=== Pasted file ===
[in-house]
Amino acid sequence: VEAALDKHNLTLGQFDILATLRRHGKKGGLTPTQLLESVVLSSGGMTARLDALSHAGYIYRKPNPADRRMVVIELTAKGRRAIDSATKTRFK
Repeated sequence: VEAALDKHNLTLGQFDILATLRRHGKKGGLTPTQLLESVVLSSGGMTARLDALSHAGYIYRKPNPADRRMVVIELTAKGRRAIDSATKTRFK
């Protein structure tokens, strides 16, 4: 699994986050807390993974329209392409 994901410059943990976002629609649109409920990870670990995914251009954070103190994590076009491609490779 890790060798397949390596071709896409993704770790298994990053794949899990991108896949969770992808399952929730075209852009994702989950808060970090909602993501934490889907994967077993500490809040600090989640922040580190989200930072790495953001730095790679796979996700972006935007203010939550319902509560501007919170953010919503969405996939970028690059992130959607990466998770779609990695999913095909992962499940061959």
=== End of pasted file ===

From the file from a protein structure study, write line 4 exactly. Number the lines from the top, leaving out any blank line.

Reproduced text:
């Protein structure tokens, strides 16, 4: 699994986050807390993974329209392409 994901410059943990976002629609649109409920990870670990995914251009954070103190994590076009491609490779 890790060798397949390596071709896409993704770790298994990053794949899990991108896949969770992808399952929730075209852009994702989950808060970090909602993501934490889907994967077993500490809040600090989640922040580190989200930072790495953001730095790679796979996700972006935007203010939550319902509560501007919170953010919503969405996939970028690059992130959607990466998770779609990695999913095909992962499940061959």